The Georgetown Law Technology Review is a student-run legal publication sitting at the forefront of technology law and policy. It combines cutting-edge legal scholarship with technical writing to advance cross-disciplinary collaboration and innovation. GLTR has published leading scholarship on online manipulation, broadband infrastructure, patent reform, the rule of evidence, and numerous other topics. It is committed to open-source publication and publishing a wide-range of scholarship.
As a general matter, all citations should conform to The Bluebook: A Uniform System of Citation, 20th Edition. GLTR also uses the Texas Manual of Usage and Style as a reference for all grammar and style issues.
GLTR seeks to publish timely and interesting articles that address matters relevant to technology, law, and policy. We welcome writing by professionals and scholars in adjacent fields that focus on the intersection of technology and the law, and, in addition to articles about U.S. law, we also accept writing and scholarship on technologies in other countries, cross-border issues, and comparative analysis.
Priority is given to polished pieces that include developed ideas, structural and organizational coherence, and appropriate citations. Papers published as articles will most closely resemble traditional legal scholarship.
Notes are academic papers written by current law students or recent graduates (recent may include LLM students and practitioners early in their practice). These papers are generally shorter than articles.
GLTR publishes notes that examine the intersection of law and technology. Notes may include original factual research, analysis of novel or unsettled legal issues, or policy proposals. We evaluate notes based on the strength of their argument and writing, their depth of analysis and research, and their engagement with relevant academic debates. In addition, we look for notes that offer a novel analysis of a particular issue.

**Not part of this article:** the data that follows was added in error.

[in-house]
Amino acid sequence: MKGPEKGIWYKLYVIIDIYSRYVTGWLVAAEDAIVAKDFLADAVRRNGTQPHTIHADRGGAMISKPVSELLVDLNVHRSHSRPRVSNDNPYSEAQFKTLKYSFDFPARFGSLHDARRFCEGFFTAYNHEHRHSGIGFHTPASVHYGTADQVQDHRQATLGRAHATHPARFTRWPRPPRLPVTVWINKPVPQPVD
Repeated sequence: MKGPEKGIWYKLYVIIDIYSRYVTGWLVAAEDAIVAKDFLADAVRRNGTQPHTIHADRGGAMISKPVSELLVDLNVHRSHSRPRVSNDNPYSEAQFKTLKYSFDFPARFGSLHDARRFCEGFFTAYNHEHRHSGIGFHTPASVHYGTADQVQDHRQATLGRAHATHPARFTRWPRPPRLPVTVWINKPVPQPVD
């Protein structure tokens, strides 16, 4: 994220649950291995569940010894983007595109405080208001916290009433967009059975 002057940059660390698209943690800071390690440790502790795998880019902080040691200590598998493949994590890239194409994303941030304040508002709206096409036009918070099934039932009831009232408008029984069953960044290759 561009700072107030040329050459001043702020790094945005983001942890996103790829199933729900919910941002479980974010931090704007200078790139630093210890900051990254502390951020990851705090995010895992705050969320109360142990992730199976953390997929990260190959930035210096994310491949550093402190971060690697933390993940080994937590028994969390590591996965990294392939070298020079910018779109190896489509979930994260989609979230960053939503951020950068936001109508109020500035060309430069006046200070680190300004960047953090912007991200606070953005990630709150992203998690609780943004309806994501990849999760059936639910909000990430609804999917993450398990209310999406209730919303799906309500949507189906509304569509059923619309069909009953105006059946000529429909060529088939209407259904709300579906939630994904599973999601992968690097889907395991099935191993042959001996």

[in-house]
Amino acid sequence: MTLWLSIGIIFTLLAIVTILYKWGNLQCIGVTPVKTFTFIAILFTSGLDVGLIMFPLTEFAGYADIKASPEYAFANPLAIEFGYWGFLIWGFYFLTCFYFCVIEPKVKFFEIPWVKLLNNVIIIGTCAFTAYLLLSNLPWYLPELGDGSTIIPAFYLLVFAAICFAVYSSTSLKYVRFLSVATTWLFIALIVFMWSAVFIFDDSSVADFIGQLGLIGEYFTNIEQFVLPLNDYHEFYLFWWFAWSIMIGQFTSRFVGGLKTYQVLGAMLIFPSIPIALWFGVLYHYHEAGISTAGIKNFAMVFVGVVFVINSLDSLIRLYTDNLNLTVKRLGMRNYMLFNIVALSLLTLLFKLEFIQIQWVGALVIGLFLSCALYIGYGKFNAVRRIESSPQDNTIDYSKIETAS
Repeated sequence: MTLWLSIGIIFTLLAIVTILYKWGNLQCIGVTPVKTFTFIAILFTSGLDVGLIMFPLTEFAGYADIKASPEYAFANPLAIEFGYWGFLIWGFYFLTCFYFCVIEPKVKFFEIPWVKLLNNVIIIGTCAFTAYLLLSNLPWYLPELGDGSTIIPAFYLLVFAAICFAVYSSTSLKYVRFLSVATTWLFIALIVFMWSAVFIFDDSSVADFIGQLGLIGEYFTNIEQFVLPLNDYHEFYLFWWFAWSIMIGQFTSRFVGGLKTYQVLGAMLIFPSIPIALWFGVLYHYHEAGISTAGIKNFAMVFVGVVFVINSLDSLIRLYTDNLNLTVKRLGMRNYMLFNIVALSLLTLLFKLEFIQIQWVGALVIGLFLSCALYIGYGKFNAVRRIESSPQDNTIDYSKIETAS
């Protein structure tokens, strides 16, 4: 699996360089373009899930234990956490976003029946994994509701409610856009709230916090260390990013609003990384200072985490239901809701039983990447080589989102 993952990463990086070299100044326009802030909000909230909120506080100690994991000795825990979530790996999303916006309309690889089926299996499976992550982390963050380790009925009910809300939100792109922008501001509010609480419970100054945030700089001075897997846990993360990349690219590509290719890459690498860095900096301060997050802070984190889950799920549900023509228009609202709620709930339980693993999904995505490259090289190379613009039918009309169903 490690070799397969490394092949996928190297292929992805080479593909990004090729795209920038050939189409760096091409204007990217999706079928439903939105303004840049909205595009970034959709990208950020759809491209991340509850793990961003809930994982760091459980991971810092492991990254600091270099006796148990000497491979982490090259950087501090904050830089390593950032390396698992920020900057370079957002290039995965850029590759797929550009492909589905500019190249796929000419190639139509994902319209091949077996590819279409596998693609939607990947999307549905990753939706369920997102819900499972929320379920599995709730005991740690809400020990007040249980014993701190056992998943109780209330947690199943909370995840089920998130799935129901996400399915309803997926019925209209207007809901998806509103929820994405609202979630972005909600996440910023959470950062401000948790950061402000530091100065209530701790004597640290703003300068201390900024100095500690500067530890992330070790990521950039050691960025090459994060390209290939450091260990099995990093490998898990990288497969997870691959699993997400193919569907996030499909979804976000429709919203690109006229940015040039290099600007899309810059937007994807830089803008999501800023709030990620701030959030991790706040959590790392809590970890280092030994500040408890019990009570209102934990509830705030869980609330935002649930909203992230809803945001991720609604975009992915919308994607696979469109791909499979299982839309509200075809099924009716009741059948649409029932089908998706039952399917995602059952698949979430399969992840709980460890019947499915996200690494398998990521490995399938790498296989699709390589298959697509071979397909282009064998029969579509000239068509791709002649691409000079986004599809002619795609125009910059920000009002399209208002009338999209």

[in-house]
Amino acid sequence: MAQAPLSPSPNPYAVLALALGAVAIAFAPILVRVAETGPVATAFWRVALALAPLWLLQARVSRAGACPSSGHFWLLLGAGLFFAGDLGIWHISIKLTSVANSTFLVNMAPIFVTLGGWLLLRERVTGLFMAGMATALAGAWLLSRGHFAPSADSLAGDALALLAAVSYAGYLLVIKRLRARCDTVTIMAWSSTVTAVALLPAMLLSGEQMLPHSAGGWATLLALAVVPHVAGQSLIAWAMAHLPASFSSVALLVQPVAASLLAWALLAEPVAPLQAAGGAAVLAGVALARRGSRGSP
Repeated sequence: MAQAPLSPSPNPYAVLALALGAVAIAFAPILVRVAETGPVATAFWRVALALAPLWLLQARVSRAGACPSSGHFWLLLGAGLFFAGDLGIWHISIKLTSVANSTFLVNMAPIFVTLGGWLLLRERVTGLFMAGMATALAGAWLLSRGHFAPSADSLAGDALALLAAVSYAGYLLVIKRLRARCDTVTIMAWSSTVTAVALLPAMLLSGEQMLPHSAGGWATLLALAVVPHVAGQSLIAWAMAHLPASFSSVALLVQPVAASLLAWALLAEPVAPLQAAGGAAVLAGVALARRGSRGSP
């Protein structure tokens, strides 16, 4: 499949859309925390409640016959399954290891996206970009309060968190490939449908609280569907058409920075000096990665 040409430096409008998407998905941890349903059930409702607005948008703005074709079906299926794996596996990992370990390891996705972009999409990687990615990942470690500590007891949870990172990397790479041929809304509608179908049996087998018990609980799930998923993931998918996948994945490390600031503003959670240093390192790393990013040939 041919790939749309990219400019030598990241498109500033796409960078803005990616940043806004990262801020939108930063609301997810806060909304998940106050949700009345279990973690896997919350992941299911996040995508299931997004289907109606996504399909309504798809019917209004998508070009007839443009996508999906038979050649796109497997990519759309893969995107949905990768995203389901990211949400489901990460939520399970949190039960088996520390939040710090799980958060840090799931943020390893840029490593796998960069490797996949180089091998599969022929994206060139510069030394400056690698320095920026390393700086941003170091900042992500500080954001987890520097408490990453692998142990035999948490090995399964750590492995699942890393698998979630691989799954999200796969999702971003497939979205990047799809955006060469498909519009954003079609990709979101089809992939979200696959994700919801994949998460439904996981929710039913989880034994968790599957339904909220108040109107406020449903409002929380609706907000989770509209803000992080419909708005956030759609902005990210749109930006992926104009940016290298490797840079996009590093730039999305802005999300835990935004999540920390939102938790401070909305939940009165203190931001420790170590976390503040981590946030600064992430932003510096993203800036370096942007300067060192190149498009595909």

When it comes to this interface between technology and the law, it is important that all those involved actually understand what a specific technology is, how it works, and how any sort of legal precedent could impact it. GLTR’s Technology Explainers embrace that ideal and strive to both understand technology and communicate that understanding to others.
A thorough Technology Explainer will introduce the current relevance of a topic, include such topics as its history and policy concerns, but primarily focus on communicating the mechanisms of the underlying technology. Ideally, the technology explainer will serve as a one-stop-shop for a reader to learn the technology and its relevance to the current day. Objectivity is critical, and should be a goal of any external piece submitted.
If you are interested in submitting any of these works for publication, please send your submission to firstname.lastname@example.org. We also accept Articles and Notes submissions through Scholastica (see link below). Please note that GLTR does not publish book reviews.
Submit via Scholastica